Purpose: To review the mechanisms of action, expected efficacy and side effects of strategies to control hyperkalemia in acutely ill patients.
Methods: We searched MEDLINE and EMBASE for relevant papers published in English between Jan 1, 1938, and July 1, 2018, in accordance with the PRISMA Statement using the following terms: "hyperkalemia," "intensive care," "acute kidney injury," "acute kidney failure," "hyperkalemia treatment," "renal replacement therapy," "dialysis," "sodium bicarbonate," "emergency," "acute." Reports from within the past 10 years were selected preferentially, together with highly relevant older publications.
Results: Hyperkalemia is a potentially life-threatening electrolyte abnormality and may cause cardiac electrophysiological disturbances in the acutely ill patient. Frequently used therapies for hyperkalemia may, however, also be associated with morbidity. Therapeutics may include the simultaneous administration of insulin and glucose (associated with frequent dysglycemic complications), β-2 agonists (associated with potential cardiac ischemia and arrhythmias), hypertonic sodium bicarbonate infusion in the acidotic patient (representing a large hypertonic sodium load) and renal replacement therapy (effective but invasive). Potassium-lowering drugs can cause rapid decrease in serum potassium level leading to cardiac hyperexcitability and rhythm disorders.
Conclusions: Treatment of hyperkalemia should not only focus on the ability of specific therapies to lower serum potassium level but also on their potential side effects. Tailoring treatment to the patient condition and situation may limit the risks.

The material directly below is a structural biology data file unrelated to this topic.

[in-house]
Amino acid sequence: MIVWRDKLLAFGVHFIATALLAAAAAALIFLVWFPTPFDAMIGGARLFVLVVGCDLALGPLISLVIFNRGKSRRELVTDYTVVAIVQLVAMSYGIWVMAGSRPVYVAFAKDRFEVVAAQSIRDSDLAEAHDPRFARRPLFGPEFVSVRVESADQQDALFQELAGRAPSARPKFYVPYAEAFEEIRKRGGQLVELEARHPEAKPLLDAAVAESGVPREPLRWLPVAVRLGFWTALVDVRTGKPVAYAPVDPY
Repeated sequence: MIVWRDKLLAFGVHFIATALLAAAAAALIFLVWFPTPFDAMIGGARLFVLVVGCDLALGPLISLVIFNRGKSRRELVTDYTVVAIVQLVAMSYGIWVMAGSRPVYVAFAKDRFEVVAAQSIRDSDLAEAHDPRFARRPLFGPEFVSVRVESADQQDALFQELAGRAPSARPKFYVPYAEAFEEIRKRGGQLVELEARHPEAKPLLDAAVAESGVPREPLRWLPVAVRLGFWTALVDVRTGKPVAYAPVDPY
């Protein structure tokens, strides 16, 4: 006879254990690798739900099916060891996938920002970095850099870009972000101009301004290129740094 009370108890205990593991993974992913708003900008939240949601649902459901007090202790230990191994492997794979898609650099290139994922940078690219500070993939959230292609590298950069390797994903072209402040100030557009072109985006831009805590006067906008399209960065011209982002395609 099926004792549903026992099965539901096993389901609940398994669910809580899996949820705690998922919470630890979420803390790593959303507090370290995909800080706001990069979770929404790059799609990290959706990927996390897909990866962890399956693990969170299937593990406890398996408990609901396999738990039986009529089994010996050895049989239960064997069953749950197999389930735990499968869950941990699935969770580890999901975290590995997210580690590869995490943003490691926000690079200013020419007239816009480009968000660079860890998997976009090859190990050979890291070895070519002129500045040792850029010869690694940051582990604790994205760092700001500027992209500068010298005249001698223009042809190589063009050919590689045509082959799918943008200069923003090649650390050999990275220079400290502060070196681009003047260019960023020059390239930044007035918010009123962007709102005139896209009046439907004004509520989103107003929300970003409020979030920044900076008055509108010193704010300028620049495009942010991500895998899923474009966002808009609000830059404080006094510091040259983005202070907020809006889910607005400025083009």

Keywords: Acute kidney injury; Emergency; Hyperkalemia; Intensive care; Renal replacement therapy.
Conflict of interest statement
Dr. Dépret has nothing to disclose. Dr. Peacock reports grants and personal fees from Astra Zeneca, grants and personal fees from Relypsa, outside the submitted work. Dr. Liu reports grants from NIH: National Heart, Lung and Blood Institute, grants from NIH: National Institute of Diabetes and Digestive and Kidney Disease, personal fees from Achaogen, personal fees from Durect, personal fees from Z S Pharma, personal fees from Theravance, personal fees from Quark, personal fees from Potrero Med, other from Amgen, grants from American Society of Nephrology, grants from National Kidney Foundation, grants from National Policy Forum on Critical Care and Acute Renal Failure, personal fees from Baxter, outside the submitted work. Dr. Rafique reports personal fees and other from AstraZeneca, grants and personal fees from Vifor, outside the submitted work. Dr. Rossignol reports personal fees from French National Research Agency Fighting Heart Failure (ANR-15-RHU-0004), personal fees from French PIA project «Lorraine Université d’Excellence» GEENAGE (ANR-15-IDEX-04-LUE) programs, outside the submitted work. Dr. Legrand reports grants from French ministry of health, grants and nonfinancial support from Sphingotec, personal fees from Fresenius, personal fees from Baxter-Hospal, and personal fees from Novartis, outside the submitted work.
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